No woman can resist this Winston. The New York Times bestselling author of Wild “writes about real people you’ll fall in love with” (Stella Cameron).
You met Joe Winston in Lori Foster’s Wild. Now, the Winston brothers’ seductive, bad-boy cousin is back and up against a woman who’s immune to his considerable charms—or so it
seems . . .
Irresistible force—meet immovable object
Joe Winston has a routine with women: he exists; they swoon; roll credits. With his smoldering looks, macho style, and irrepressible charm, Joe can have any woman—except the one he really wants. Secretly, Luna Clark may lust after Joe, but she’s made it clear that she’s too smart to fall for him. He can just keep holding his breath, thank you very much. But now, Luna’s inherited two kids who need more than she alone can give in a small town that seems hell-bent on driving them away. She needs someone to help out . . . someone who can’t be intimidated . . . someone just like Joe. Becoming an instant family wasn’t exactly what Joe had in mind, but hey, it’s a start, and you can’t blame a guy for trying every angle.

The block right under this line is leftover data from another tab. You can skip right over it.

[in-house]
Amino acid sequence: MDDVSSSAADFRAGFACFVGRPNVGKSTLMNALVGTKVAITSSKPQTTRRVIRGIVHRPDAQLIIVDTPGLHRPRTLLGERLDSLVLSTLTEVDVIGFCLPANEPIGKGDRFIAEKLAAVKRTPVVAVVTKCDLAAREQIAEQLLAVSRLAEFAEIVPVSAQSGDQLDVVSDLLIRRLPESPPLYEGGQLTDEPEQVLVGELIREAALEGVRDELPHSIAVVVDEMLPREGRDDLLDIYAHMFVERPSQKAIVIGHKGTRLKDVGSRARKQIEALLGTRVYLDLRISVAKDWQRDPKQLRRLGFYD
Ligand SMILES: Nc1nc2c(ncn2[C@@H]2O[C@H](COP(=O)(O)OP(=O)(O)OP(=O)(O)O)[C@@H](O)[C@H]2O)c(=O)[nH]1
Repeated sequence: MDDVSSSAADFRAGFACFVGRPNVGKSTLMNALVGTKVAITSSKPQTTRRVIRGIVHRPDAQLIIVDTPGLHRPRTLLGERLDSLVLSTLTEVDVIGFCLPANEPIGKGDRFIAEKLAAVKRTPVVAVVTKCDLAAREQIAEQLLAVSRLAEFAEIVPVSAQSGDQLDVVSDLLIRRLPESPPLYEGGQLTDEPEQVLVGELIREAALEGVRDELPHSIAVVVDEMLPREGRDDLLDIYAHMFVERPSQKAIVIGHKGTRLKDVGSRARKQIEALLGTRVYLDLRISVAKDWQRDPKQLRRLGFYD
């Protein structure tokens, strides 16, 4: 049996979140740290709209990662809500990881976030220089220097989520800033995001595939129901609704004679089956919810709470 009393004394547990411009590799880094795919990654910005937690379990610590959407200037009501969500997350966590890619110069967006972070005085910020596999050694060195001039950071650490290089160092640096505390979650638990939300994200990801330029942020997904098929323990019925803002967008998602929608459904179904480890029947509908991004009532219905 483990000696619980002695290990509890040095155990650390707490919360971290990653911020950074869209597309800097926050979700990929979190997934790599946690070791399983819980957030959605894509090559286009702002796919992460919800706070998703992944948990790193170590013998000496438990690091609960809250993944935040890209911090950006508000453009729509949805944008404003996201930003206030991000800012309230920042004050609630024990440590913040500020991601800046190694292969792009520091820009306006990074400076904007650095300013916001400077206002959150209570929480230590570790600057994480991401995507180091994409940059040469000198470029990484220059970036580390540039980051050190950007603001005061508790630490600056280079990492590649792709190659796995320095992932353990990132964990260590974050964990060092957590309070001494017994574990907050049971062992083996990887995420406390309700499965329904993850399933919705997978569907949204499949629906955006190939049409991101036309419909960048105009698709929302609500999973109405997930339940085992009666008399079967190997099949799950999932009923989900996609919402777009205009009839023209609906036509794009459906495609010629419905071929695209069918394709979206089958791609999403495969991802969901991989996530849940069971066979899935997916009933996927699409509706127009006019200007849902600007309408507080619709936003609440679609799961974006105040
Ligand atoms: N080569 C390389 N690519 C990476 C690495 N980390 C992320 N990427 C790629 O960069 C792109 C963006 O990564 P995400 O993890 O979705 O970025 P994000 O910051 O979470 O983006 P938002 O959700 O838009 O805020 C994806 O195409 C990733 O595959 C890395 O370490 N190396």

After all, where there’s a Joe, there’s a way . . . straight into a woman’s heart.
Praise for Lori Foster
“Foster writes smart, sexy, engaging characters.”—Christine Feehan
“A Lori Foster book is like a glass of good champagne—sexy and sparkling!”—Jayne Ann Krentz
“Lori Foster is a funny, steamy, guaranteed good read! Say YES! to Lori Foster.”—Elizabeth Lowell
In the latest entry in Foster's Winston Brothers series (following Wild), two protagonists take on danger, parenthood and their lust for each other, but the fact that the violence and sex occur in the presence of children may make some readers uneasy. Two years after the death of a distant cousin, Luna Clark agrees to take over guardianship of her cousin's children. Luna enlists the help of bounty-hunter-turned-bodyguard Joe Winston, a virile hunk who's delighted to flee a series of attacks on his life and seduce curvy Luna. But Joe's stalker follows them to Visitation, N.C., where they meet the children for the first time and discover a town rife with agendas. Family bonding occurs instantly (a fact that may surprise real-life moms), though mysteries like the kids' true father and the source of Joe's danger take longer to resolve. The frantic foreplay that preoccupies the couple throughout would be harmless fun in Foster's less child-driven books. But no matter how much Joe and Luna praise their own parenting skills, scenes like the one in which the kids discover them arousing each other in the kitchen at 10 in the morning are little short of creepy. The author's loyal fans may enjoy the book's high sexual content, but this sketchily plotted effort is far from Foster's best.